Coordinated by David Weaver (email@example.com) Montana State University, Dept. of Land Resources and Environmental Sciences
In 2015 around 5.5 million acres of wheat were planted in Montana, worth almost 1 billion dollars. Farms are extremely large, which makes scouting for insect pests difficult. Owing to the size of the farms, scouting and trapping are vital to implementing IPM practices. Due to recent crop diversification in Montana, research on how crops adjacent to wheat affect wheat pests and beneficial insects is of great importance.
This project focuses on providing timely information to growers about best management practices to control WSS and OWBM. Trapping is a crucial scouting tool that provides information on the level of infestation in a given field. Through the utilization of the iPiPE App for recording trapping data in real time a rapid response to developing and increasing pest issues can be offered. Additionally, the systems allows for data sharing with the existing Pestweb site at Montana State University.
Wheat stem sawfly (WSS), a native pest of wheat in the northern Great Plains, is a major threat to small grain production in Montana. Documented reports and observations indicate that sawfly infested acres and losses are increasing in the state. Control of WSS represents a challenge due to the fact that this pest colonizes the interior of the stem, has long flight times, and adults emerge continuously. Because of these factors, pesticides are not an effective means of control. However, with biological control outstanding results are achieved. Cultural practices that improve populations of Braconid parasitoids are the most used control method against WSS.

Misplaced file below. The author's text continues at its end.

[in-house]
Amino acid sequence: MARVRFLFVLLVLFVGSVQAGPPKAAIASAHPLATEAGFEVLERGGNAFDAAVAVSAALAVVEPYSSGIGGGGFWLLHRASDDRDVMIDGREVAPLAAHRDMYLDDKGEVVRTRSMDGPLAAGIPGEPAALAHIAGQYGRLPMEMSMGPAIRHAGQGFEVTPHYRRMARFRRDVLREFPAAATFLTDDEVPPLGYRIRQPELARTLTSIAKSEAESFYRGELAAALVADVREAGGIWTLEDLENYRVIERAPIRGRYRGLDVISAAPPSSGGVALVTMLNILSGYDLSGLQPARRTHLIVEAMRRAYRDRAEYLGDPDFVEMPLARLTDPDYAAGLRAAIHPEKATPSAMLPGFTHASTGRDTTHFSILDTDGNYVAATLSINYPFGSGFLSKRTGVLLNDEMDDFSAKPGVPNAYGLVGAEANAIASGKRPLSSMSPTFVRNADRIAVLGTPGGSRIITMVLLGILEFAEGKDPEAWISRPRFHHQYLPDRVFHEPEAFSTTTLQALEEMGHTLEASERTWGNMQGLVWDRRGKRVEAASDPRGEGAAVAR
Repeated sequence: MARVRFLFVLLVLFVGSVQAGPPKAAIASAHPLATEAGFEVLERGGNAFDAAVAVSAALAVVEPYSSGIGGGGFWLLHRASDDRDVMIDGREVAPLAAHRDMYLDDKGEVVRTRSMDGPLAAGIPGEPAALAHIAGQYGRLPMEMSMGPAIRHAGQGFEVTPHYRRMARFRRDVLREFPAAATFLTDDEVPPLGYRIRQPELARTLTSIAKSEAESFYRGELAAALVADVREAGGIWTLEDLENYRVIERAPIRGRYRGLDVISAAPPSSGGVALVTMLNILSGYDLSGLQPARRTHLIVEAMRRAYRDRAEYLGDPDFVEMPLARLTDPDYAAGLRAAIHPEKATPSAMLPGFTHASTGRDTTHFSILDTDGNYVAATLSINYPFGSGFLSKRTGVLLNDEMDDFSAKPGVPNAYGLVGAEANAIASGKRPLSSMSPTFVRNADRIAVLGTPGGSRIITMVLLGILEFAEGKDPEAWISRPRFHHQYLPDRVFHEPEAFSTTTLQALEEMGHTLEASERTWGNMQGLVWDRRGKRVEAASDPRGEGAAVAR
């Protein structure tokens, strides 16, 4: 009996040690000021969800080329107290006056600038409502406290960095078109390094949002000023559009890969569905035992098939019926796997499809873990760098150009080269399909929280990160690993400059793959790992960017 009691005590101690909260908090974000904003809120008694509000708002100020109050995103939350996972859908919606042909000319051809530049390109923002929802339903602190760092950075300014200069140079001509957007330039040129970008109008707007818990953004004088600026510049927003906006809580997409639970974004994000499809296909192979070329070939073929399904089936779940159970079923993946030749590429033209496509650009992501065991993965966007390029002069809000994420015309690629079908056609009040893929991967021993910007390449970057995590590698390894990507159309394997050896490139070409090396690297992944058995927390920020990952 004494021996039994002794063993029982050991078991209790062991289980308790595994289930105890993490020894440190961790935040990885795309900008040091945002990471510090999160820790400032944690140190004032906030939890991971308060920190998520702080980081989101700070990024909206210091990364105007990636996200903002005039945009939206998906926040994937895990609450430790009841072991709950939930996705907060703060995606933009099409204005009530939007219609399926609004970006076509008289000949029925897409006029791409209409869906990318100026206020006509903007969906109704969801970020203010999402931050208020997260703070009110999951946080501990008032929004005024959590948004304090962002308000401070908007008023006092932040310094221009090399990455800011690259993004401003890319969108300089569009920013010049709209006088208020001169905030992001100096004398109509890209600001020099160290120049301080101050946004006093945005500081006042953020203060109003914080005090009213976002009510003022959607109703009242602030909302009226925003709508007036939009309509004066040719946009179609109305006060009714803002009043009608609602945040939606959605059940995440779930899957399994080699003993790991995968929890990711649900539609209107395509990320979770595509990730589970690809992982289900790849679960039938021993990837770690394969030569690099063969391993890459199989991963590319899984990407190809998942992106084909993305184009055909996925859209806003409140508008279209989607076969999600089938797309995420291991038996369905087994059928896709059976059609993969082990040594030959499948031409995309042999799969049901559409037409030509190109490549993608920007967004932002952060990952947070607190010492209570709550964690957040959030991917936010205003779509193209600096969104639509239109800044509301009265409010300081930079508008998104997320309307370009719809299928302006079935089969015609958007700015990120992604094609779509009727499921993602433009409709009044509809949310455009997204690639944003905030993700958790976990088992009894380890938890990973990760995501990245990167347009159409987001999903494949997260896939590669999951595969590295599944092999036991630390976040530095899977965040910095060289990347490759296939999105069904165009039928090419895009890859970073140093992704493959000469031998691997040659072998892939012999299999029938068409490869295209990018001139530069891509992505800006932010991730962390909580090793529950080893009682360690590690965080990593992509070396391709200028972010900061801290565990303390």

Orange wheat blossom midge (OWBM) is another major pest of wheat throughout the northern Great Plains. Yield losses of up to 90% have been reported in the Flathead Valley of Montana. IPM practices provide extremely effective control of OWBM.